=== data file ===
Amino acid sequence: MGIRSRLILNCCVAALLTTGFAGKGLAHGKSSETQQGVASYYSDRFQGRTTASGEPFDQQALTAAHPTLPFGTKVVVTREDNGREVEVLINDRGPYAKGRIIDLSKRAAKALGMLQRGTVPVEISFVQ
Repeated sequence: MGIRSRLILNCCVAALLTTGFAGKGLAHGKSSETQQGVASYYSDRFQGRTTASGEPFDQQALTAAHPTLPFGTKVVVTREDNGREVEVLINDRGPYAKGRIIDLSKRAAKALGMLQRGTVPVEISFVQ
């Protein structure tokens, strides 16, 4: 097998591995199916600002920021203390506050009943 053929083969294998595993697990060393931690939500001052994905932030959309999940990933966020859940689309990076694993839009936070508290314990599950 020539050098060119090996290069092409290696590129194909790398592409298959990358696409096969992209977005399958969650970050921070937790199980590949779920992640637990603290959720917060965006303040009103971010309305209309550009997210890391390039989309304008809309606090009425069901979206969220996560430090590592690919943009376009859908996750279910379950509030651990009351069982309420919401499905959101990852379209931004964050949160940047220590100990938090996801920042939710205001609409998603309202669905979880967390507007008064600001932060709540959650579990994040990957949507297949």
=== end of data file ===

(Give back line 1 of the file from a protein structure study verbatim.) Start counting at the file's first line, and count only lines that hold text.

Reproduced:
Amino acid sequence: MGIRSRLILNCCVAALLTTGFAGKGLAHGKSSETQQGVASYYSDRFQGRTTASGEPFDQQALTAAHPTLPFGTKVVVTREDNGREVEVLINDRGPYAKGRIIDLSKRAAKALGMLQRGTVPVEISFVQ